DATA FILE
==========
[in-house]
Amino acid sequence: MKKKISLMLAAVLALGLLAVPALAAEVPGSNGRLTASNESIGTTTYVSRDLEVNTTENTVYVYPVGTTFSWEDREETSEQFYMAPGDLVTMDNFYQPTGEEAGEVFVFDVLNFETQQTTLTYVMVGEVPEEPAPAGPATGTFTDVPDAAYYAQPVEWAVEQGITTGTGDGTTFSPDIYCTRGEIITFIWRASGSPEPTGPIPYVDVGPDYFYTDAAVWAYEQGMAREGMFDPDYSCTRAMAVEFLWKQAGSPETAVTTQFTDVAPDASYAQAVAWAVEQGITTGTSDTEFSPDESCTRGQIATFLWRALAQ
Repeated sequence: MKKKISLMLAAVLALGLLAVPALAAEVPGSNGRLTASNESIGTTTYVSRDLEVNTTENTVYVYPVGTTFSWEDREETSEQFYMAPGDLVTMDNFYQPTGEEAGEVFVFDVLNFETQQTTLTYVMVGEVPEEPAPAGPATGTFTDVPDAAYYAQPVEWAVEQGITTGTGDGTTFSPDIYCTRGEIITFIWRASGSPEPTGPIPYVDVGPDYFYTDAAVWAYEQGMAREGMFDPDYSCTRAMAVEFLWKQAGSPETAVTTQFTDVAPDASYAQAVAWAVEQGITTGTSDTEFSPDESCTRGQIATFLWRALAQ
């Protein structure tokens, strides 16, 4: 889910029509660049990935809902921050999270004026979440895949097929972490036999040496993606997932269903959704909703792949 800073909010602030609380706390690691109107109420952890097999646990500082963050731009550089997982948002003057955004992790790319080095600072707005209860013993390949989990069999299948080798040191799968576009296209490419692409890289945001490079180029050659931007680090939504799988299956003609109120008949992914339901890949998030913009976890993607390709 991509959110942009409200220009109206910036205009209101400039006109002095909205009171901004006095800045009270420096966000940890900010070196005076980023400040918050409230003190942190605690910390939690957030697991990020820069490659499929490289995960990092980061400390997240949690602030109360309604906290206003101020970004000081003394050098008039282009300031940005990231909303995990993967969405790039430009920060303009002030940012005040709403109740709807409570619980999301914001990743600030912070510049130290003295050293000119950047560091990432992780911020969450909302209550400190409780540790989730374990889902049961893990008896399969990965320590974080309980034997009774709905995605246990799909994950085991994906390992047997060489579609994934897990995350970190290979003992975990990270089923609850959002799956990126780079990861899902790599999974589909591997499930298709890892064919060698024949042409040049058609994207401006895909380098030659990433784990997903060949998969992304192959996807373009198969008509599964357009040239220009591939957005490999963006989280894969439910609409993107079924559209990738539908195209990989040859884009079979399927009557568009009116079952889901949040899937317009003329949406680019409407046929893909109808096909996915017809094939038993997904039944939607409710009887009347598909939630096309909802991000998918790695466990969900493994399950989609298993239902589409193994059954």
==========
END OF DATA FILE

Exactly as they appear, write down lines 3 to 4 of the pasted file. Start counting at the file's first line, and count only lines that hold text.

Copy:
Repeated sequence: MKKKISLMLAAVLALGLLAVPALAAEVPGSNGRLTASNESIGTTTYVSRDLEVNTTENTVYVYPVGTTFSWEDREETSEQFYMAPGDLVTMDNFYQPTGEEAGEVFVFDVLNFETQQTTLTYVMVGEVPEEPAPAGPATGTFTDVPDAAYYAQPVEWAVEQGITTGTGDGTTFSPDIYCTRGEIITFIWRASGSPEPTGPIPYVDVGPDYFYTDAAVWAYEQGMAREGMFDPDYSCTRAMAVEFLWKQAGSPETAVTTQFTDVAPDASYAQAVAWAVEQGITTGTSDTEFSPDESCTRGQIATFLWRALAQ
């Protein structure tokens, strides 16, 4: 889910029509660049990935809902921050999270004026979440895949097929972490036999040496993606997932269903959704909703792949 800073909010602030609380706390690691109107109420952890097999646990500082963050731009550089997982948002003057955004992790790319080095600072707005209860013993390949989990069999299948080798040191799968576009296209490419692409890289945001490079180029050659931007680090939504799988299956003609109120008949992914339901890949998030913009976890993607390709 991509959110942009409200220009109206910036205009209101400039006109002095909205009171901004006095800045009270420096966000940890900010070196005076980023400040918050409230003190942190605690910390939690957030697991990020820069490659499929490289995960990092980061400390997240949690602030109360309604906290206003101020970004000081003394050098008039282009300031940005990231909303995990993967969405790039430009920060303009002030940012005040709403109740709807409570619980999301914001990743600030912070510049130290003295050293000119950047560091990432992780911020969450909302209550400190409780540790989730374990889902049961893990008896399969990965320590974080309980034997009774709905995605246990799909994950085991994906390992047997060489579609994934897990995350970190290979003992975990990270089923609850959002799956990126780079990861899902790599999974589909591997499930298709890892064919060698024949042409040049058609994207401006895909380098030659990433784990997903060949998969992304192959996807373009198969008509599964357009040239220009591939957005490999963006989280894969439910609409993107079924559209990738539908195209990989040859884009079979399927009557568009009116079952889901949040899937317009003329949406680019409407046929893909109808096909996915017809094939038993997904039944939607409710009887009347598909939630096309909802991000998918790695466990969900493994399950989609298993239902589409193994059954």